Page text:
A) Munc18c content after 12 and 48 hours of fasting in lean and obese subjects, B) Representative blot for Munc18c in lean and obese subjects. Values are means ± SEM. # = significantly different than 12 hr (p < 0.05).

Figure 2

A) Syntaxin 4 content after 12 and 48 hours of fasting in the basal state in lean and obese subjects, B) Representative blot for Syntaxin 4 in lean and obese subjects. Values are means ± SEM.

There was a strong significant positive relationship between plasma glucose concentration and muscle Munc18c content in lean and obese subjects following both 12 and 48 hr fasts (R2 = 0.45, p = 0.002, Figure 3A). Several other relationships were discovered including significant negative correlations between muscle Munc18c and plasma FFA (Figure 3B, R2 = 0.13, p = 0.04), serum beta hydroxybutyrate (Figure 3C, R2 = 0.14, p = 0.04), and total muscle AKT content (Figure 3D, R2 = 0.15, p = 0.04). Relationships were not significant between muscle Munc18c and serum insulin concentration (p = 0.22), adiponectin (p = 0.63), leptin (p = 0.43), glucose disposal during the euglycemic insulin clamp (p = 0.15), muscle insulin receptor phosphotyrosine content (p = 0.09), serine307 phosphorylation of IRS-1/total IRS-1 (p = 0.11), and pan85 content (p = 0.11)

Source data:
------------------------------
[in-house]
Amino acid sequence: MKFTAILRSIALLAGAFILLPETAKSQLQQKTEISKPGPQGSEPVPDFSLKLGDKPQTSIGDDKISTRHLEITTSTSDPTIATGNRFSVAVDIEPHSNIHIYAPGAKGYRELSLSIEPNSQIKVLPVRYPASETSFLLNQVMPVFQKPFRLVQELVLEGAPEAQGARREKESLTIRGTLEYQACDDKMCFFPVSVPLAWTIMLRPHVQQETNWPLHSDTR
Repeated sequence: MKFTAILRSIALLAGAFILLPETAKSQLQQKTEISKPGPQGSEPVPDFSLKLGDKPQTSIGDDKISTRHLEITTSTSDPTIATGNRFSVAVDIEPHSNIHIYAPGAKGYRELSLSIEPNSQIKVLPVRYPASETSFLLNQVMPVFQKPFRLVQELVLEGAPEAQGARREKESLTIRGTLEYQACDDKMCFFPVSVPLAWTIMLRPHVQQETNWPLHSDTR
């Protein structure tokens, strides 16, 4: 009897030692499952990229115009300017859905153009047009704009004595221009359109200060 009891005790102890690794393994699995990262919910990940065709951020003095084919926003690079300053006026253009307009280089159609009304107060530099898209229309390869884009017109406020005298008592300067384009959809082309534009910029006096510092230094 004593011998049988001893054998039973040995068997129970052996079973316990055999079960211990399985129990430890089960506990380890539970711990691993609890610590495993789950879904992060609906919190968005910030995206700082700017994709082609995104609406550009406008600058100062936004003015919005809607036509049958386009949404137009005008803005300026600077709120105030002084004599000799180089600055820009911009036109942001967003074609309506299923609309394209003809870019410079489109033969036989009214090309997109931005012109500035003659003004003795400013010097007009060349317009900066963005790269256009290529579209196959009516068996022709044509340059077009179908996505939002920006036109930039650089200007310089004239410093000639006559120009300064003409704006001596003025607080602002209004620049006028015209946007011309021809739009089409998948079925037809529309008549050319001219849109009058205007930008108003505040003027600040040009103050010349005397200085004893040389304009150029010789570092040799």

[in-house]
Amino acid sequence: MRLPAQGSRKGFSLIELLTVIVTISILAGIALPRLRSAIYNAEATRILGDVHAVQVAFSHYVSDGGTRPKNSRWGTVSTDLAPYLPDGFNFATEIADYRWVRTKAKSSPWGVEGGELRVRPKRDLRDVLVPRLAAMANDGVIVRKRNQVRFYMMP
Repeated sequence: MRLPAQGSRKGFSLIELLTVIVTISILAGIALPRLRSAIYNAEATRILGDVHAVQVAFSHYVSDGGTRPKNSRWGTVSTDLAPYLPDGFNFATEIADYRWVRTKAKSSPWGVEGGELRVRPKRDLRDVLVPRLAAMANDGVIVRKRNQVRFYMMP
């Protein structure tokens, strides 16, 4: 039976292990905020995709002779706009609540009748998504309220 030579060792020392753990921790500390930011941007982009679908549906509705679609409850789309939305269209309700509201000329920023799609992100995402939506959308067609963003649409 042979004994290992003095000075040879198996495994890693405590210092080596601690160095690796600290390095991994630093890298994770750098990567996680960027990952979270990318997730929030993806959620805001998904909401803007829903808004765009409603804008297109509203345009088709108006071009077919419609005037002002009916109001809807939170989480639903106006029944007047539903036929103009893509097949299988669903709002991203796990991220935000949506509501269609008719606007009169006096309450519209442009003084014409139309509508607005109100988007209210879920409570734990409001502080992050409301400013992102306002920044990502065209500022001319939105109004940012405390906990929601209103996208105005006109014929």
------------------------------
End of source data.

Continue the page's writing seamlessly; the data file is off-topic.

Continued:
Figure 3

Relationships between skeletal muscle Munc18c content and A) plasma glucose (R 2 = 0.45, p = 0.002) B) plasma FFA (R 2 = 0.13, p = 0.04) C) plasma beta-hydroxybutyrate (R 2 = 0.14, p = 0.04) and D) skeletal muscle AKT content (R 2 = 0.15, p = 0.04) and in lean and obese men and women after 12 and 48 hours of fasting.


This is the first study to report tissue Munc18c, and Syntaxin 4 protein content in humans. We found no significant differences in the content of either protein in obese compared to lean subjects after an overnight fast (Figures 1 and 2). Therefore, these data suggest insulin resistance associated with obesity in humans is not explained by constitutive differences in skeletal muscle Munc18c and Syntaxin 4 content.

Prolonged fasting induced a significant decrease in glucose uptake during the clamp in lean and obese subjects after the 48 compared to the 12 hour fast (Table 1). Fasting for 48 hours did not change Syntaxin 4 (Figure 2), but significantly decreased Munc18c content in lean and obese subjects (Figure 1). These data suggest prolonged fasting decreased basal skeletal muscle Munc18c content regardless of body type, which may be one mechanism by which fasting decreased insulin stimulated glucose uptake.